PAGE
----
A Complete Guide to Pocket-page Memory-keeping: How to create a pocket-page layout from start to finish

If you're just tuning in, then you might've missed the first installment of this series. I definitely recommend reading that first: The Tools and Materials That You Really Need to Get Started.

Okay, let's get this party started!

The very first step to cut through the overwhelm is to pick a specific story OR short + recent time frame that you want to document right now.

I know you're excited to create an entire album on that Disney trip you took last week or you want to do the entire baby album for your little kiddo. But if you're just starting out, those projects are ENORMOUS and totally OVERWHELMING. You'll burn yourself out easily in Step 1.

So, I want you to work on something like:

  • what you got up to last week (as in a seven-day period),
  • eating at a new restaurant with your boyfriend
  • watching a play on Broadway
  • a girls' day out at the mall, shopping and eating
  • Day 1 of your home renovation project

Again: short + recent time frames or a super specific story. If you've got a bunch of ideas, just list those down and pick your favorite! And while you're at it, go ahead and download the free workbook that I designed to complement the steps on this guide. It has all the worksheets that you will need to make the process simple!

A Complete Guide to Pocket-page Memory-keeping: How to create a pocket-page layout from start to finish

Step 1: Gather the photos and ephemera that are relevant to the story that you're telling.

Estimated amount of time for this step: 5 minutes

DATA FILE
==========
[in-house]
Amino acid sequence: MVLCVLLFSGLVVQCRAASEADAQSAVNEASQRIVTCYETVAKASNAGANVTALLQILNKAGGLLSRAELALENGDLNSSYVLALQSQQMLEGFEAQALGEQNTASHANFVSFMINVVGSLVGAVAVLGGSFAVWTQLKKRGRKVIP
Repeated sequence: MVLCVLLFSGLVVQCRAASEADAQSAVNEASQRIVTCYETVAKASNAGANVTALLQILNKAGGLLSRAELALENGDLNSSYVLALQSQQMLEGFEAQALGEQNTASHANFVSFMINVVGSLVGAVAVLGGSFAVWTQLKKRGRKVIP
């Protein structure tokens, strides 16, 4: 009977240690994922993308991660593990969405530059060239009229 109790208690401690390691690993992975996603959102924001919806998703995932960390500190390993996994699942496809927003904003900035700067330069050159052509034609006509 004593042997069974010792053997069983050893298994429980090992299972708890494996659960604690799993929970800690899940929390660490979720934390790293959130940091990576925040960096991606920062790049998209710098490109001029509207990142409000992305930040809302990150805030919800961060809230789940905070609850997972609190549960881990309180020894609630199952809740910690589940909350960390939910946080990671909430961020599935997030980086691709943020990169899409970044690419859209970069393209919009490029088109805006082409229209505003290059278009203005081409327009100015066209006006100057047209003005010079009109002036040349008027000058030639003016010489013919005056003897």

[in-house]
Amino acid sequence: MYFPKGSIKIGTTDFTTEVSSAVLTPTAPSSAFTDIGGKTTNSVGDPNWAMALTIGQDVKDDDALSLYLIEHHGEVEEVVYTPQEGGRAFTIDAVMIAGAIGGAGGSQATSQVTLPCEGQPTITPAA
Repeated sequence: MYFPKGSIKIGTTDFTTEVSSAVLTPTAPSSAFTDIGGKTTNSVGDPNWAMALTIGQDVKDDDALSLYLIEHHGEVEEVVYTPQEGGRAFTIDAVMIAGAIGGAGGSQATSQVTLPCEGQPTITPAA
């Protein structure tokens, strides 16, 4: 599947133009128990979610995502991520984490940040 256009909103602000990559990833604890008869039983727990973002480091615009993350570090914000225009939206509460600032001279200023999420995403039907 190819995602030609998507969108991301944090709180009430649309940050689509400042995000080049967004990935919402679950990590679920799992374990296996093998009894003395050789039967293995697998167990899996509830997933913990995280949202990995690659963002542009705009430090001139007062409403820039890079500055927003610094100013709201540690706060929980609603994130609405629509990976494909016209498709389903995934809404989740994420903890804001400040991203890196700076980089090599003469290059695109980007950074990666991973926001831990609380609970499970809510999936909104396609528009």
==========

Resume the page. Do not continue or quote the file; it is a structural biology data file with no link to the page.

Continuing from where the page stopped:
A lot of first-time memory-keepers are overwhelmed by the first step because they're trying to gather photos and ephemera for their one-month vacation in Europe or the first year of their baby or catching up with three years worth of high school memories. But because I've already primed you to just pick a specific story or a short time frame, this step should not take you more than five minutes.

Gathering photos

Most of the photos that you include in your albums are taken from either your digital camera or your smartphone camera. Occasionally, you might grab screenshots from your computer or photos from Facebook that your friends uploaded. What you should do is to go through each location and copy the photos that fit the story/time frame that you are working on into a separate folder. Here's what that looks like:

  • Camera photos: It's best to update your camera settings so that you'll have the date from when the photo was taken included in file names. This way, you can just go through my memory card and copy the photos from the relevant dates into the special folder you created specifically for this layout.
  • Smartphone photos: The photos I take from my camera (along with any screenshots I made) are all synced into my Google Photos account so I can just go to the web application for Google Photos and type in the dates that I'm working on and Google will find those photos for me. If you don't want to sync to Google Photos, then go through your smartphone's camera folder and handpick the photos for this project. Copy those to the special folder you created.
  • Other (Facebook, Instagram, Snapchat, etc.)Grab the photos that you need and copy those to the special folder that you created.

At the end of this short exercise, you should have all your photos collected into a single folder. You don't necessarily need to use every single photo but every photo that you could possibly use is already there.

Gathering ephemera